Finally, the appellant questioned the relevance of the disclosure of document (6) to pharmaceutical applications. As outlined above under point 3.3, the use in the field of veterinary medicine is disclosed in this document as one of three fields of application. Moreover, a whole section is devoted to dosages and formulations suitable for this use (pages 37 and 38), and an example is included relating to antiparasitic use (see Example N). Therefore, it cannot be accepted that the disclosure of a veterinary use only qualifies as "a passing reference". Moreover, since document (6) envisages oral administration to animals, there seems no basis for the contention of the appellant that the reference to a favourable toxicity in warm-blooded species was not of relevance to pharmaceutical applications. Finally, as discussed further under point 4 below, the diseases claimed in the patent in suit cannot be seen as being exclusively human-specific. Moreover, animal models are frequently used in research into human diseases. Therefore, information derived from the former is also of relevance to the latter.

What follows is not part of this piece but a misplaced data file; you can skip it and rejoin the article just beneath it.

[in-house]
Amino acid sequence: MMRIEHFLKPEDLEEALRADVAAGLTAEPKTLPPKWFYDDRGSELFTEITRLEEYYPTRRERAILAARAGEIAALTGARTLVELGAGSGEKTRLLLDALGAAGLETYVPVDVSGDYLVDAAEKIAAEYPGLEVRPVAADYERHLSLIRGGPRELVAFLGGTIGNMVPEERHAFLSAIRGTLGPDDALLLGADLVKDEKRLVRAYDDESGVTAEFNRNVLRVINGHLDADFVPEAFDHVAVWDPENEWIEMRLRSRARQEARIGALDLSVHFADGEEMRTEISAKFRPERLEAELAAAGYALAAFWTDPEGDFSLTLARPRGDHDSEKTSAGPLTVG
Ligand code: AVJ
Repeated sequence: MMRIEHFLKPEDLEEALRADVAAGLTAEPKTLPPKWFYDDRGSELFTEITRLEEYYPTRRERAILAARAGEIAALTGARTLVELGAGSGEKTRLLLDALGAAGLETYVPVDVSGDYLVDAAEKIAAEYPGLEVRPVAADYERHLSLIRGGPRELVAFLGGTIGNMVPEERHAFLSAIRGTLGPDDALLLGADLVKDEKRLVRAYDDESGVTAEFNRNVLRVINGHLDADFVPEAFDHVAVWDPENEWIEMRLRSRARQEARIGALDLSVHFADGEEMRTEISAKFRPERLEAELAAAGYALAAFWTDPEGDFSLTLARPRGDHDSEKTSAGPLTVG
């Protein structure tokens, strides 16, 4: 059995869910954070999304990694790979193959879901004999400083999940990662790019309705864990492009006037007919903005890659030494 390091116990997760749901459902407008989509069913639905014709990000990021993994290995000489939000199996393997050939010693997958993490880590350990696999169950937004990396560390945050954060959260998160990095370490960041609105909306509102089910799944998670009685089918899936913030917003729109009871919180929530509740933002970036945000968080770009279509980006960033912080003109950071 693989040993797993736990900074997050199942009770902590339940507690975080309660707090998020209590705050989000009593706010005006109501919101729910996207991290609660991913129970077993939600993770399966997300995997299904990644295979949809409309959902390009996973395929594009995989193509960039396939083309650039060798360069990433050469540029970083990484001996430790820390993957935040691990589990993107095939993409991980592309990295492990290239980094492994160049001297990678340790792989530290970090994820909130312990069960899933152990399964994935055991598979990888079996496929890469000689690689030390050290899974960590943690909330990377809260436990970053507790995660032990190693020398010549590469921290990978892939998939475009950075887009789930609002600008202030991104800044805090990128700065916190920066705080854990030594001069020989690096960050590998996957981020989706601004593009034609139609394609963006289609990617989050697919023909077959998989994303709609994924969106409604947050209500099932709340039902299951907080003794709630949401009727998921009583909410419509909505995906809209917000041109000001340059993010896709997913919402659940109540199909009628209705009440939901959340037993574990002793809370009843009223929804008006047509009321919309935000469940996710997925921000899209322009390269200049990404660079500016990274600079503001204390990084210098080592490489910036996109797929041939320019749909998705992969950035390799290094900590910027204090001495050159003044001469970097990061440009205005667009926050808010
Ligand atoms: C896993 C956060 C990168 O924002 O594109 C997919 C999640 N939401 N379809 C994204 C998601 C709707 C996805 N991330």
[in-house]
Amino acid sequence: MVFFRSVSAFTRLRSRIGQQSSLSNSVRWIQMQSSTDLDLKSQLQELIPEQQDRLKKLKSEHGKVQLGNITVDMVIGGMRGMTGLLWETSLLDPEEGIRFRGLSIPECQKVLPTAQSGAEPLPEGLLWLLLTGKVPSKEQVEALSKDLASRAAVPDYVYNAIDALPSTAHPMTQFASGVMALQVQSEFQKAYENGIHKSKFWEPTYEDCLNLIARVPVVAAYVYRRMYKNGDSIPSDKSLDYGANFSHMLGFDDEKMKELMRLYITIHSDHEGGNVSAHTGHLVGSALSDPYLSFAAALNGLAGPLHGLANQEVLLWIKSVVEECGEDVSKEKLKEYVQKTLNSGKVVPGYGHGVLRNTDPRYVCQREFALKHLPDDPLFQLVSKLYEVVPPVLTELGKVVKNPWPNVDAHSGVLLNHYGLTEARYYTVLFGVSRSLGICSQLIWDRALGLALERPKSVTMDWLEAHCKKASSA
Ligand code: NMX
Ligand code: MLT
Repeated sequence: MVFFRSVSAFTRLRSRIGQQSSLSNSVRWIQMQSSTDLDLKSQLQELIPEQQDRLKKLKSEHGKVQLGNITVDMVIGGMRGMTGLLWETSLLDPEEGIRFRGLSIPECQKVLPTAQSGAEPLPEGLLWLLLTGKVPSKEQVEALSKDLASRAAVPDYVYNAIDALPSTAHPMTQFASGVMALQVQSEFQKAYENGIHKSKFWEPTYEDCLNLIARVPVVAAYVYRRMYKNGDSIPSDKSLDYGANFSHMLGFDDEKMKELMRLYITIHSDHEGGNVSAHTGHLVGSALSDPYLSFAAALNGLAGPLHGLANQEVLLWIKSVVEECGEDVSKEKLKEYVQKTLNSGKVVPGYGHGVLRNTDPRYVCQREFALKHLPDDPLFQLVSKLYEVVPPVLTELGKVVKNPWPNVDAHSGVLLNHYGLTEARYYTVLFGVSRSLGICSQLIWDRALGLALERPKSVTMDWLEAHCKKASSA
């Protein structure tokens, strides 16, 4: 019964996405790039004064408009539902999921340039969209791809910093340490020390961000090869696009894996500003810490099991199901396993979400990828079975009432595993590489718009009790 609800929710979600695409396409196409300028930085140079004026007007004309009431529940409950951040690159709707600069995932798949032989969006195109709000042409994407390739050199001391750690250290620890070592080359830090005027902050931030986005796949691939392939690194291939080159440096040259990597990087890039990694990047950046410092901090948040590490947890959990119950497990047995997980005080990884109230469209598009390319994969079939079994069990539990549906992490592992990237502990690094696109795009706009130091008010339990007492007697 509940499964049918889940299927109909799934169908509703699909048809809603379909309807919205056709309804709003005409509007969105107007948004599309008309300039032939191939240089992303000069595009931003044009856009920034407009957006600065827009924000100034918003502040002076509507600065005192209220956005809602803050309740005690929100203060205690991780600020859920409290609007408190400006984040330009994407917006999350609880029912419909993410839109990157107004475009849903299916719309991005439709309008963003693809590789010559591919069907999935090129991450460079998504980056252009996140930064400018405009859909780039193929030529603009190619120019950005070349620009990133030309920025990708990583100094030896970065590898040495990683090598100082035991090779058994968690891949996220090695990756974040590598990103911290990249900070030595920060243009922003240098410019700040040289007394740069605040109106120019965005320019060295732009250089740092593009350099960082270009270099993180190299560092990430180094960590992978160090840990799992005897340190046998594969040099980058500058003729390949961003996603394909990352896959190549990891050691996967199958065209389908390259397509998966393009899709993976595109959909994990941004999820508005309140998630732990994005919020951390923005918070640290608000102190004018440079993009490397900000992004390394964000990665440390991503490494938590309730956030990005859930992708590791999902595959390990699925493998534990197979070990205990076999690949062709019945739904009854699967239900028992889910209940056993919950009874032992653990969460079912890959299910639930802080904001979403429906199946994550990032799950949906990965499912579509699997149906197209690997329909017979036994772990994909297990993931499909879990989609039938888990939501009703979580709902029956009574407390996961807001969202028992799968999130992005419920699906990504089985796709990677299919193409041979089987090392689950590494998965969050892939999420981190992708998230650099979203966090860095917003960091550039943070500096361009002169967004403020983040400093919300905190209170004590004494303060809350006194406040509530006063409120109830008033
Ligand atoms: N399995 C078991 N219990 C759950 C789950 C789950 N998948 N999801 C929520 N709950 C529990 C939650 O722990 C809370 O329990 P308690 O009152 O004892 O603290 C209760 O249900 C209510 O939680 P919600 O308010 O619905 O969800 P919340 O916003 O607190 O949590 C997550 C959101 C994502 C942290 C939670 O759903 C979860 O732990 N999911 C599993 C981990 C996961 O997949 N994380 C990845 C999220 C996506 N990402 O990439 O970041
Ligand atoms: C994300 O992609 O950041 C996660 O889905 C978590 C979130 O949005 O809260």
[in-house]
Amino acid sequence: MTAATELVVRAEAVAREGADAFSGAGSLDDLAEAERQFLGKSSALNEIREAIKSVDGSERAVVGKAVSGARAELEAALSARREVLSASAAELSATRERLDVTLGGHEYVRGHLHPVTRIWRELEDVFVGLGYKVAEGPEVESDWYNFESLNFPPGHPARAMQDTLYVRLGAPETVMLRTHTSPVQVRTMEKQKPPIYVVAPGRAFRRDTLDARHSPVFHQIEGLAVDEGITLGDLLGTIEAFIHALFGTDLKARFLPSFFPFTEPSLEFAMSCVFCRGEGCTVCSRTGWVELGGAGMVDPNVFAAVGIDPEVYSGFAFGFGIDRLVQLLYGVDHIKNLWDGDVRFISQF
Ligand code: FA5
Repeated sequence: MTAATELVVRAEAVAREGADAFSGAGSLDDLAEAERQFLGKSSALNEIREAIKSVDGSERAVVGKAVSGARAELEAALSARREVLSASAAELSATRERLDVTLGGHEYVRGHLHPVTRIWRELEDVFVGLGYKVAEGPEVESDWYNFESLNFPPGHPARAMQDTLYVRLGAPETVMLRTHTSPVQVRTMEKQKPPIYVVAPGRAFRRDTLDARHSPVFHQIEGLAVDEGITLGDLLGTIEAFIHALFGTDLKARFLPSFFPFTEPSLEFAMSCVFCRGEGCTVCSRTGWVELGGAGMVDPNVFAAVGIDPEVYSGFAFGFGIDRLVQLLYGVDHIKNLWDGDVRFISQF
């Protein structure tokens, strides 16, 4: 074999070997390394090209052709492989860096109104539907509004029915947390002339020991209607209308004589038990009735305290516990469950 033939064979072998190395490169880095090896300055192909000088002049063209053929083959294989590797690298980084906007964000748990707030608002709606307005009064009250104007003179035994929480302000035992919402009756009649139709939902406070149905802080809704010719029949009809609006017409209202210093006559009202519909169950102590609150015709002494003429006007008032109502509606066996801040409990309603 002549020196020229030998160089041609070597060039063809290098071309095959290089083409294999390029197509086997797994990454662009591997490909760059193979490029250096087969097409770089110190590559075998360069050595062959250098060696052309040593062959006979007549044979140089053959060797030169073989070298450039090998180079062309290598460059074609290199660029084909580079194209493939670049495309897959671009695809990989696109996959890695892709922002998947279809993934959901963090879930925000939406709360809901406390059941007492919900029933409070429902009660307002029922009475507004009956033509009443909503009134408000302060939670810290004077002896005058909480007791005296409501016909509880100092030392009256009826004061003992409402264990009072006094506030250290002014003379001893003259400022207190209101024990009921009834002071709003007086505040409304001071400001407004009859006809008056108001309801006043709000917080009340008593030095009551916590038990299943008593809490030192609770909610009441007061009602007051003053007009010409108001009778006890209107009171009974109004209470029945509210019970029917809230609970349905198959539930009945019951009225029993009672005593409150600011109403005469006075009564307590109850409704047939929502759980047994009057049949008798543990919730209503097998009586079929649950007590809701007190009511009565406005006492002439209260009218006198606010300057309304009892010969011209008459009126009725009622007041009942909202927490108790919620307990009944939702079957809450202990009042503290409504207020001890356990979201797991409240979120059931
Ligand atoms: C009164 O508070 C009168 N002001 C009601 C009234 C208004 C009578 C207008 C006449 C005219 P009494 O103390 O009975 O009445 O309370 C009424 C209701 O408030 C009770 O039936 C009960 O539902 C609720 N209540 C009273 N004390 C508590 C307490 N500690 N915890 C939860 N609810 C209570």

3.6 Accordingly, the main request and auxiliary requests 1 and 2 must be rejected, since the incorporation of disclaimer (vi) into the respective claims 48 to 50 contravenes the provisions of Article 123(2) EPC.
4. Auxiliary request 3 - Article 123(2) EPC
Auxiliary request 3 does not contain any disclaimers. However, the feature "in humans" has been introduced into claim 48 (cf. Table under above point 2).
The appellant conceded that this feature was not to be found expressis verbis in the application as originally filed.